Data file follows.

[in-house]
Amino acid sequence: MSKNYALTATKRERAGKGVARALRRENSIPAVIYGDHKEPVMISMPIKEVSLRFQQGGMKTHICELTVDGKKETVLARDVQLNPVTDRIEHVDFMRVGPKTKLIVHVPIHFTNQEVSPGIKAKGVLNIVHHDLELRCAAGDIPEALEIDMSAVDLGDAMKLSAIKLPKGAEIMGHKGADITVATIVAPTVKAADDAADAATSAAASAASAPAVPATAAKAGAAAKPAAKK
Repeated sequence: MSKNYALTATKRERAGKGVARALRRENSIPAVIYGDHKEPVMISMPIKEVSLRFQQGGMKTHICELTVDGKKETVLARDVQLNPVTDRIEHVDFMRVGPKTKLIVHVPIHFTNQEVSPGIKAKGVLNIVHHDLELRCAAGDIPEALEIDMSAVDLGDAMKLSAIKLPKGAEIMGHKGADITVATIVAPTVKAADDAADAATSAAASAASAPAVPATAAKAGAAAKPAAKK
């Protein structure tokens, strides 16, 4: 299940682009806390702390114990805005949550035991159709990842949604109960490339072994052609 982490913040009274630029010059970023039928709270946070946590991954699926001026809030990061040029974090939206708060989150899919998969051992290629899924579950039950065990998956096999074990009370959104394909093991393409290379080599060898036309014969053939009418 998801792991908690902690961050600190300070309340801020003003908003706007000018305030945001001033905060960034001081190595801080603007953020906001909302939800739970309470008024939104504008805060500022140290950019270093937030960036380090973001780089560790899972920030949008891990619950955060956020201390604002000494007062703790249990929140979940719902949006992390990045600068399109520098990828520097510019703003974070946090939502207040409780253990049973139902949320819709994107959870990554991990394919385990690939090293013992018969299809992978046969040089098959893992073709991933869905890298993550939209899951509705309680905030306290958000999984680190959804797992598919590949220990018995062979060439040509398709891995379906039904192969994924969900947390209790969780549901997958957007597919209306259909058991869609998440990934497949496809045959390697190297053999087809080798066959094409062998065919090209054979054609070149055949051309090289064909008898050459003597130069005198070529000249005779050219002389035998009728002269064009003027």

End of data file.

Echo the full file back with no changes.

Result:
[in-house]
Amino acid sequence: MSKNYALTATKRERAGKGVARALRRENSIPAVIYGDHKEPVMISMPIKEVSLRFQQGGMKTHICELTVDGKKETVLARDVQLNPVTDRIEHVDFMRVGPKTKLIVHVPIHFTNQEVSPGIKAKGVLNIVHHDLELRCAAGDIPEALEIDMSAVDLGDAMKLSAIKLPKGAEIMGHKGADITVATIVAPTVKAADDAADAATSAAASAASAPAVPATAAKAGAAAKPAAKK
Repeated sequence: MSKNYALTATKRERAGKGVARALRRENSIPAVIYGDHKEPVMISMPIKEVSLRFQQGGMKTHICELTVDGKKETVLARDVQLNPVTDRIEHVDFMRVGPKTKLIVHVPIHFTNQEVSPGIKAKGVLNIVHHDLELRCAAGDIPEALEIDMSAVDLGDAMKLSAIKLPKGAEIMGHKGADITVATIVAPTVKAADDAADAATSAAASAASAPAVPATAAKAGAAAKPAAKK
């Protein structure tokens, strides 16, 4: 299940682009806390702390114990805005949550035991159709990842949604109960490339072994052609 982490913040009274630029010059970023039928709270946070946590991954699926001026809030990061040029974090939206708060989150899919998969051992290629899924579950039950065990998956096999074990009370959104394909093991393409290379080599060898036309014969053939009418 998801792991908690902690961050600190300070309340801020003003908003706007000018305030945001001033905060960034001081190595801080603007953020906001909302939800739970309470008024939104504008805060500022140290950019270093937030960036380090973001780089560790899972920030949008891990619950955060956020201390604002000494007062703790249990929140979940719902949006992390990045600068399109520098990828520097510019703003974070946090939502207040409780253990049973139902949320819709994107959870990554991990394919385990690939090293013992018969299809992978046969040089098959893992073709991933869905890298993550939209899951509705309680905030306290958000999984680190959804797992598919590949220990018995062979060439040509398709891995379906039904192969994924969900947390209790969780549901997958957007597919209306259909058991869609998440990934497949496809045959390697190297053999087809080798066959094409062998065919090209054979054609070149055949051309090289064909008898050459003597130069005198070529000249005779050219002389035998009728002269064009003027």